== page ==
Wayne’s dad’s taxi is a magical place. It’s no ordinary taxi. When, at 11am on Saturday morning, Wayne’s dad, Steve, politely opened the car door for my sister, Christine, and I, to step inside, we did so not knowing what to expect.

What we got was a local history lesson, a theatrical performance, original music composed by a Skirlaugh-born Oscar and Bafta winner, a photograph display, storytelling and so much more … oh, and a taxi ride, of course, in Wayne’s dad’s taxi.

Let me introduce the principal characters. Wayne Steven Jackson is a Hull-born “performance practitioner and lecturer”. Currently a PhD candidate at London South Bank University, an informative leaflet placed on the back seat of Wayne’s dad’s taxi, reveals Wayne is “researching the performative process of autobiographical remembering in relation to Hull and its status as City of Culture”.

Equally important to this unique event is Wayne’s dad, Steve Jackson. His gleaming taxi, with himself at the wheel, transported us through Hull, through history and - my sister and I being Hull-born and bred – through our own memory banks, all the while imagining Hull through Wayne’s own recollections of the city. More of that later.

We’d been advised to meet at the Horse Wash (known as ‘oss Wash to locals), on Victoria Pier, Nelson Street, in Hull. I acted like a visitor to the city while awaiting our transport, taking photographs of statues, the Deep, and Hull Minster in the distance. I’m usually still in my pyjamas at 11am on a Saturday, so had to make the most of my pre-adventure time.

And what an adventure, with dad Steve at the wheel, son Wayne in the front passenger seat and my sister and I in the back. Reversing away from ‘oss Wash, Wayne asked us to clear our minds and imagine a boy walking down Nelson Street. Dressed in black and white checked shirt, black braces and black trousers, the boy appears to be lost. Nothing looks familiar to him.

Wayne begins to remember things from years gone by – the number 43 bus (I used to catch this to school), fairy dolls on sticks from Hull Fair (yeah, we had one every year), dockers (my dad was one), chudding (not guilty, m’lud), dolly tubs, monkey nuts, ice pops, Needlers sweet factory. In his clear voice, the memories came thick and fast for Wayne – and for us, too.

Wayne’s live dialogue was helped along by a CD he had recorded - “Dad, when it’s safe to do so, can you turn on the CD?” - with original music by Christopher Benstead, the aforementioned award winner from Skirlaugh.

We drove down High Street, stopping outside of slave abolitionist William Wilberforce’s house, before moving on in our ride back through time - Wayne recalling the green tiles in Southcoates Lane school (my brother went there), building sandcastles on Withernsea beach (our annual hol destination), the narrow metal steps of East Park’s Splash Boat (one old penny a go, we got soaked every time) and his granddad’s garage, Moss and Wilson, at the bottom of Myton Bridge.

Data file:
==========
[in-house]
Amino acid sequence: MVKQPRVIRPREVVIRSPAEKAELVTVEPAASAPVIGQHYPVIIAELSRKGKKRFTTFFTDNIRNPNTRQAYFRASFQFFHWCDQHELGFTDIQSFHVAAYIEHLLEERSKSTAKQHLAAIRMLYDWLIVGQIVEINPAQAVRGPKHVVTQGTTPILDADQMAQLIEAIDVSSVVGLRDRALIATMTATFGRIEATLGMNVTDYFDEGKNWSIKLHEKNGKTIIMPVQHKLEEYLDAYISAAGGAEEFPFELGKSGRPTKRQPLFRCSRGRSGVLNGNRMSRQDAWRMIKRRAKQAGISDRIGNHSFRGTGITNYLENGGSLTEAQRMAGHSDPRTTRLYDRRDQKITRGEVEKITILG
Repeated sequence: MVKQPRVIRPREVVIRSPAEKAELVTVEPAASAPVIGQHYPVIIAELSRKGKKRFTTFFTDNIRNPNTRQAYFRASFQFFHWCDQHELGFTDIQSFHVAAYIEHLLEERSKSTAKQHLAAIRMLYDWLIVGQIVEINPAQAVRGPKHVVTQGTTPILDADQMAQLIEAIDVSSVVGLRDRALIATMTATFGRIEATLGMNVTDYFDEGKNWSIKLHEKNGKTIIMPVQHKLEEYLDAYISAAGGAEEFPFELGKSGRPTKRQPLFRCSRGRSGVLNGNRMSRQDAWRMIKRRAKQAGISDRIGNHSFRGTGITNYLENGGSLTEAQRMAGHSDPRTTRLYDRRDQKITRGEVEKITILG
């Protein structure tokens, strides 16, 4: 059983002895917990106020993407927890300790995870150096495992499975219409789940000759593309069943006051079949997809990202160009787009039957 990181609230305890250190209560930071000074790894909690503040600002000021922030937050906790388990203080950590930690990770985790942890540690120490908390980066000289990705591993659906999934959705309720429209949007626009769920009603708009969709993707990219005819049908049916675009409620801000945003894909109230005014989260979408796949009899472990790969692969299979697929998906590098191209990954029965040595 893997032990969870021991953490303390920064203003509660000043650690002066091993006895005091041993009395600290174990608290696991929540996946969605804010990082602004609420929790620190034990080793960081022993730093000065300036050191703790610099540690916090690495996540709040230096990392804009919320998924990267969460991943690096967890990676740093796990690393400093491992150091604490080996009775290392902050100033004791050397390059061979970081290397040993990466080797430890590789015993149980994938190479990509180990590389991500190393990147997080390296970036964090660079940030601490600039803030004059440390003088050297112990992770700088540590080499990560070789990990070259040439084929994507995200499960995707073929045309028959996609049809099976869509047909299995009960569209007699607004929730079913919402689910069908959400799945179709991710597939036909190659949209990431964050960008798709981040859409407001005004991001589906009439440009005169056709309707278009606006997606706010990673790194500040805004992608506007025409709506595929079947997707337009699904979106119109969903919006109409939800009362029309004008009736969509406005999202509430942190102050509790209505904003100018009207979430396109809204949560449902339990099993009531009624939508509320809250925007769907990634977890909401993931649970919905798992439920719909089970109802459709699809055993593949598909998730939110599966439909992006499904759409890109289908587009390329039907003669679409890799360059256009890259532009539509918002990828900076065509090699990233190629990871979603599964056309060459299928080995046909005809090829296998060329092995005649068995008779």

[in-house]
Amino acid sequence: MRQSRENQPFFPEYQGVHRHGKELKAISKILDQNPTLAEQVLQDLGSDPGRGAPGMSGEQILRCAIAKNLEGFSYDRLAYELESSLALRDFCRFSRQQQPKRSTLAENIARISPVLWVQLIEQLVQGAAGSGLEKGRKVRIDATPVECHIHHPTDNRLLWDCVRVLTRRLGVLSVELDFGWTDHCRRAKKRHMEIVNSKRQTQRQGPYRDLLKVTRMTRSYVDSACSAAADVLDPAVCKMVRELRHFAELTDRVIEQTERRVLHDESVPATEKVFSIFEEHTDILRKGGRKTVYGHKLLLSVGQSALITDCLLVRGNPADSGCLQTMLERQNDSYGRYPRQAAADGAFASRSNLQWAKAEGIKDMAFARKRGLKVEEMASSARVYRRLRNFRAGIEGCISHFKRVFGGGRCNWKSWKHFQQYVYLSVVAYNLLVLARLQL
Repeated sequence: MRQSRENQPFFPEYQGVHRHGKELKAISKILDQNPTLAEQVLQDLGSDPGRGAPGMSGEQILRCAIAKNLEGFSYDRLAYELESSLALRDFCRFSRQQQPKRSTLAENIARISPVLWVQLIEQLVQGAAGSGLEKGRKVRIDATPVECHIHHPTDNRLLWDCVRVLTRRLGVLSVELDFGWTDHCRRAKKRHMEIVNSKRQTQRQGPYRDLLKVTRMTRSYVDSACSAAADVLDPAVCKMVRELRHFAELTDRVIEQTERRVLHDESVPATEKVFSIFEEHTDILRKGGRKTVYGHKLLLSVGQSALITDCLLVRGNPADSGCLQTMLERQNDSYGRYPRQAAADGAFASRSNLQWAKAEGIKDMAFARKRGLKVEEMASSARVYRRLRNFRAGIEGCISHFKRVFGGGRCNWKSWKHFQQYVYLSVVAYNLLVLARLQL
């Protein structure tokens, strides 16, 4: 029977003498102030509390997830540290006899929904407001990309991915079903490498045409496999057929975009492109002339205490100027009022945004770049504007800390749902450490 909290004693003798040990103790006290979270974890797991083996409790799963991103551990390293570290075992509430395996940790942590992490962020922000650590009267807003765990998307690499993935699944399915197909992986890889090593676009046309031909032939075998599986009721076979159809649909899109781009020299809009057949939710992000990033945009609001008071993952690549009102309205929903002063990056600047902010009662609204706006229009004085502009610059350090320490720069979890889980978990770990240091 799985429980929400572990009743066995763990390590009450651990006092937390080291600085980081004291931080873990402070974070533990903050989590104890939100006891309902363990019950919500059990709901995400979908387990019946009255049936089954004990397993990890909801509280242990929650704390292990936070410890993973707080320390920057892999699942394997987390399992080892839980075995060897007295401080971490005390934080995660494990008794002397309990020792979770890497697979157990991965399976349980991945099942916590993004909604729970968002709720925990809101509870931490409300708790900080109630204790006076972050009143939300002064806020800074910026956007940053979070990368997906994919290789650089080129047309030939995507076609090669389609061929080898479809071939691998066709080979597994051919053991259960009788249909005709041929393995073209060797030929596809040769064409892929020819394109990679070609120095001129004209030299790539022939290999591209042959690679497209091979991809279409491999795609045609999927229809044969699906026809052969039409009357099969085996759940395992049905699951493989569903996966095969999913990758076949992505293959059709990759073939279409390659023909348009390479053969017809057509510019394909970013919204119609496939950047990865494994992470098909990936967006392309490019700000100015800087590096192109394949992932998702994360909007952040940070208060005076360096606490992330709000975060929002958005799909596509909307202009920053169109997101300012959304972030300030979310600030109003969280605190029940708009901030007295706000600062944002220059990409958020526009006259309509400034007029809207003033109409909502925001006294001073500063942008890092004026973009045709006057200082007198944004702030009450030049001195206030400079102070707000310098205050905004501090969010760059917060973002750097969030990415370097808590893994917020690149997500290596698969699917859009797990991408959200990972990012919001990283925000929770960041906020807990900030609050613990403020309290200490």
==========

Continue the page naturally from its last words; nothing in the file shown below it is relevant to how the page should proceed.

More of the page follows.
Periodically, Wayne turned around to face us, pegging photographs of Hull on a mini washing line. But the focus was always on the young boy in the black and white checked shirt; a boy with fond memories of being ferried around as a child in “Dad’s taxi”.

Nearing the end of Wayne’s recollections, the boy looks up, the sky opens and millions of white feathers come tumbling down – covering everything in the city. While we’re imagining this, Wayne breaks our reverie by pointing to the big white feathers attached to pieces of string and cards that had been placed near our seats. We were asked to write on the cards (pens thoughtfully provided), what Hull means to us and invited to tie them to a tree overlooking our next stop, Queens Gardens. Many such cards were hung there already.

Back in Steve’s taxi, we were in for a surprise. Wayne, wearing a white T-shirt at the start of our ride, was now dressed in a black and white checked shirt, black braces and black trousers. It was his way of saying: “I was that lost little boy, but now I’m a man and I have come full circle – still in my Dad’s taxi”.

Then it was back to ‘oss Wash and the present day, our memory banks re-stocked thanks to Wayne, Steve, Steve’s taxi and the unique city of Hull, well-deserving of its City of Culture 2017 status.

Reviewer: Jackie Foottit

Reviewed: 20th May 2017

North West End Rating: ★★★★

 

Devised and performed by: Wayne Steven Jackson

Original score composed by: Christopher Benstead

Private hire by: Steve’s Cars of Thorngumbald, near Hull

Supported by: London South Bank University, The Manchester College, Arden School of Theatre

Running until: June 30th, 2017, the performance can be enjoyed with a soundtrack alone, or with a live performer and can be booked on www.hull2017.co.uk/thestory/the-seasons

Tickets: From £4 to £20

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